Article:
As I mentioned in today’s paper, and is common knowledge, MSU is 0-5 on the road this season. If Brad Huse and Co. want any chance of competing for a Big Sky Conference tournament spot, they need to win on the road. True, in 2008-09, MSU went 2-6 on the road and wound up in the Big Sky championship as the No. 6 seed, but the last team to have a losing road record in league play and earn the auto berth to the NCAA tournament was Montana in 2001-02: The No. 5 seed went 7-7 overall and 3-4 on the road during the Bobcats’ last Big Sky regular-season championship.
Basically, they need to start winning away from the Fieldhouse. With three road games in the next quartet of contests, it has to happen sooner rather than later.

KEYS TO THE GAME

1. Keep the god vibes going
Things are very good in Bobcat land right now: adversity was overcome, both on and off the court, and MSU is on a three-game win streak for the first time since last January. Brad Huse won his 100th conference game coached (43-57) behind a strong effort from MSU’s defense, its post play and the stability of its point guard position, which is helmed by a true freshman and true sophomore. They went up against a veteran backcourt in Portland State and, to some extent, Eastern Washington, and came out on top.
Talk the last two weeks is about this being a different team, a team linked together by its want to win. It worked at home, can the magic continue on the road? Remember, last season MSU held a 14-point lead on the road at UNC before completely becoming derailed and losing in OT.

2. Watch the matchup between Flavien Davis and Derrick Barden/whomever guards each of them
Barden averages 13.5 points and 8.3 boards in conference play, ranking 14th and fourth, respectively, amongst individuals. Barden shoots 67.6% (23-for-34) from the field. Davis, who averaged 17.5 points last weekend, is at 13.3 ppg in league play and shot 12-for-23 from the field in the home sweep. Oh, his 13.3 ppg is 15th amongst individuals and he is shooting 18-for-35 in conference play (51.3%). It will be interesting to see, especially if they guard each other, how the 1-on-1 matchup turns out on both ends of the court. Davis and frontcourt mate Paul Egwuonwu (11 ppg, 7.8 boards) seem to be the focus of the refurbished MSU offense and stalwart on defense.

3. Contain the Bears backcourt
Sure, guards Tevin Svihovec, Tate Unruh and Paul Garnica, who are all experienced beyond one season, are struggling at this point for whatever reason as UNC has fallen in three of four on the road. It doesn’t mean that you can look at them and say “They won’t hurt us.” Unruh and Svihovec still average in double figures during league play and Garnica averages 15 while UNC plays at Butler-Hancock Pavilion. Garnca has hit 6-of-10 3s while Unruh has hit 11-of-26.

BIG SKY POWER POLL
Where I rank them and why in three sentences or less.

1. Weber State (4-0, 9-3): Eighty points per game, scoring margin of plus 20.5 in Big Sky play. Four players at 10 points or more. Production, night in and out, from everyone in its top six.
2. Montana (4-0, 8-4): Seventeen straight wins against the Sky, and 21 straight at Dahlberg. Mathias Ward and Jordan Gregory are producing a little more than maybe expected, which helps Will Cherry and Kareem Jamar. Defense is keeping up with Wildcats (59.8 ppg allowed WSU, 59.2 ppg allowe UM), but offense has maybe not reached its peak.
3. Sacramento State (2-2, 7-5): Missing 26 free throws and still holding out for a win over league newbie is relatively big for CSUS, who probably would have folded and lost in years past because of that. Defense allows conference-low 59.5 ppg. Must split to maintain standing.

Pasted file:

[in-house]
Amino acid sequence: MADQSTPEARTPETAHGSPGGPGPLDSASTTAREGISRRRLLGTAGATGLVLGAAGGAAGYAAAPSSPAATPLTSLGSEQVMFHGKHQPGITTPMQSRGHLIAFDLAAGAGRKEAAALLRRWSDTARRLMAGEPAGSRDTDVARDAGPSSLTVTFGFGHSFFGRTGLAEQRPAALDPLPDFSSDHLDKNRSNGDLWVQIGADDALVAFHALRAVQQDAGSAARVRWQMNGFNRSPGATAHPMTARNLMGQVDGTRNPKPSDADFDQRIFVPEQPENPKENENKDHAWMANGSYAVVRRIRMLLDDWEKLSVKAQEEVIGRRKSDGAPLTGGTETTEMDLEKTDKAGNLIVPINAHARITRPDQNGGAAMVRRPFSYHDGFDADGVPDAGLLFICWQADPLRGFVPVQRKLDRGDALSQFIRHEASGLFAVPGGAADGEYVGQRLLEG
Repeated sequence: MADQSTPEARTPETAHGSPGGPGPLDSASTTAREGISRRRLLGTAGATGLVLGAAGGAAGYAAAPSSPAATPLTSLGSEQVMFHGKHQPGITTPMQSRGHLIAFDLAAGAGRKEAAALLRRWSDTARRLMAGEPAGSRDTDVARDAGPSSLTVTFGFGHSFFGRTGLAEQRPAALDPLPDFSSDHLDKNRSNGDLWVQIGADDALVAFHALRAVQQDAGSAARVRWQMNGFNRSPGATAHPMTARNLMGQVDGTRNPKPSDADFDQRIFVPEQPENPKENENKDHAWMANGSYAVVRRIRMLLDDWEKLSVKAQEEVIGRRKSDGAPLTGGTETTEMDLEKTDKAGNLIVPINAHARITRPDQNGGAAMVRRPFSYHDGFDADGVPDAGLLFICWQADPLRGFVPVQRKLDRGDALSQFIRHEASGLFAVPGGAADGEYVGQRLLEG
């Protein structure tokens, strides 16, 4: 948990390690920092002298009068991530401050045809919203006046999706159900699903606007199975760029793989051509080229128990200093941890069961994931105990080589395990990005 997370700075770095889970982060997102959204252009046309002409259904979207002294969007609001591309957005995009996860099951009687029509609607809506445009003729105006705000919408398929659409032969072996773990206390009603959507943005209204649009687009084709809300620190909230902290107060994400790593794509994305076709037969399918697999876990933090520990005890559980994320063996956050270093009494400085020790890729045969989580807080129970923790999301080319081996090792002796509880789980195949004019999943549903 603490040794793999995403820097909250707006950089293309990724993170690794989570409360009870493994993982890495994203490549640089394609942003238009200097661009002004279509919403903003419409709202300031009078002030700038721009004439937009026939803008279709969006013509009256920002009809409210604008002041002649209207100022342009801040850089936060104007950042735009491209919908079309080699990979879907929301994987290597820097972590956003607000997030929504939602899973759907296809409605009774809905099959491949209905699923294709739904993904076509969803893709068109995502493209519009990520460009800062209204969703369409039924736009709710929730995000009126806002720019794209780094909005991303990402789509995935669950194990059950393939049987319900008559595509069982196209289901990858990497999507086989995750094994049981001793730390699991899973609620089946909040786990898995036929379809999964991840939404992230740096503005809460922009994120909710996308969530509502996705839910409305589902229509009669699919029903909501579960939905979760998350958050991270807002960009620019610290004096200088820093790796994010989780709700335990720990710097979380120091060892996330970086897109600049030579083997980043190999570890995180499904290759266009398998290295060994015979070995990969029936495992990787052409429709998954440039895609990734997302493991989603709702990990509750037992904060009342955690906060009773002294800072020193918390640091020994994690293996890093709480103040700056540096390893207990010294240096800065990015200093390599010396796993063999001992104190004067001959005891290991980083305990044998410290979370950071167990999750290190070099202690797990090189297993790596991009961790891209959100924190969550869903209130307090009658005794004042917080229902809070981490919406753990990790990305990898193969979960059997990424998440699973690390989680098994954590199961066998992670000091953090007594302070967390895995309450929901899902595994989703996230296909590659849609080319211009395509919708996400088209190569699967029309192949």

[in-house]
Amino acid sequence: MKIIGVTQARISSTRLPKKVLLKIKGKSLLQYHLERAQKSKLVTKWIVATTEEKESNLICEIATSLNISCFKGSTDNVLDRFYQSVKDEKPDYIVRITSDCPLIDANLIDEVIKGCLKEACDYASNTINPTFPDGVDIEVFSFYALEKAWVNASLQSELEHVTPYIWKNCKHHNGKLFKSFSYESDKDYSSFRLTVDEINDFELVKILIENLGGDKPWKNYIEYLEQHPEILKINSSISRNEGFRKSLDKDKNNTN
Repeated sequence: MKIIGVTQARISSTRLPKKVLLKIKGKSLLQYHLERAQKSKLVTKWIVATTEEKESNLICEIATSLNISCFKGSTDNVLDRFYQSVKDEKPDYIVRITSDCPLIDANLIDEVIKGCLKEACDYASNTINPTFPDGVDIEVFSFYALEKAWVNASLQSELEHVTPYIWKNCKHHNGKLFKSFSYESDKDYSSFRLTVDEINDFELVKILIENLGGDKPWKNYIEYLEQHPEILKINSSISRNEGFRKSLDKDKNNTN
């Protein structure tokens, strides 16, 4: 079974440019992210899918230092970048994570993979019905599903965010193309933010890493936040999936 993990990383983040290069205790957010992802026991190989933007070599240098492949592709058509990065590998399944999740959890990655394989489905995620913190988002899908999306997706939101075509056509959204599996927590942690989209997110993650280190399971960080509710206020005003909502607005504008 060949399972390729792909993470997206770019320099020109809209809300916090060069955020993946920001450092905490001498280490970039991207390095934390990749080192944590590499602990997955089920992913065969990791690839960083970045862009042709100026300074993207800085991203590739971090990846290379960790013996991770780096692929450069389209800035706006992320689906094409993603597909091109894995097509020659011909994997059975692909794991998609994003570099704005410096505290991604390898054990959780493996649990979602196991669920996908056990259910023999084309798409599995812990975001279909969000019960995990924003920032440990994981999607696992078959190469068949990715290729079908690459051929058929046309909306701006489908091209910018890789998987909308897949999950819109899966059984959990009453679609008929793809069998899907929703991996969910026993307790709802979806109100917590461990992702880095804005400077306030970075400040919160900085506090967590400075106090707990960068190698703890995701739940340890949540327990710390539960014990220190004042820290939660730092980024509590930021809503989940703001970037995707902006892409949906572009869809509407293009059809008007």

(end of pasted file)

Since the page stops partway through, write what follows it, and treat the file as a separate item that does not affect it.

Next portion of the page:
4. Southern Utah (3-1, 5-8): MSU might be here if not for SUU’s three league wins, which can’t be discounted especially since they beat Northern Arizona at NAU, which Bobcats did not. SUU has talent with Jackson Stevenett (16.3 ppg) and Damon Heuir (15.7 ppg). The Thunderbirds are at a plus-8.7 scoring margin & 73.3 ppg, but have the second-worst total ppg in one less game.
5. Montana State (2-2, 5-7): What a wonder a home sweep, and some housecleaning, does for a program. Players bonding together, playing like a unit and in Huse’s system. Big test will be over next three road games, as MSU has yet to win outside of Bozeman.
6. Northern Arizona (2-2, 5-9): Southern Utah loss at home is definitely a head-scratcher and bad for resume, even if the Lumberjacks rely on relatively young players, including a freshman guard. Good test during Pacific Northwest road swing.
7. Portland State (1-3, 3-8): Why the Vikings over UND? Portland State rallied in both Bozeman and Missoula before ultimately falling and Aaron Moore looked beastly over the weekend. If Lateef McMullan or Michael Harthun start hitting from outside with regularity, PSU can make a nice climb.
8. North Dakota (1-3, 4-9): Must-win road W at Pocatello was snagged; Weber just too strong from most of conference right now. Wing Troy Huff is playing in the Derrick Barden/Flavien Davis sphere – 6-5 and contributing down low and mid-range. Home court defense crucial.
9. Eastern Washington (1-3, 3-11): Expect them to move up now that they’ve had some time to prepare for games without Justin Crosgile. Venky Jois continues to impress the conference with his abilities. Collin Chiverton is needed to step up and be a team leader, but can the senior come through?
10. Idaho State (1-3, 2-11): A moment out of the cellar as they trounced UNC at home, which was as surprising as SUU winning at NAU. ISU hit 15 3s against UNC and scored 86 points, its first game over 54 against DI competition.
11. Northern Colorado (1-3, 3-9): The Bears are too talented and too experienced to be at the bottom, but the loss to ISU was bad. We’ll see how UNC rebounds with two games at home.

WHAT WE HEARD
ChristianMoon
BradHuse

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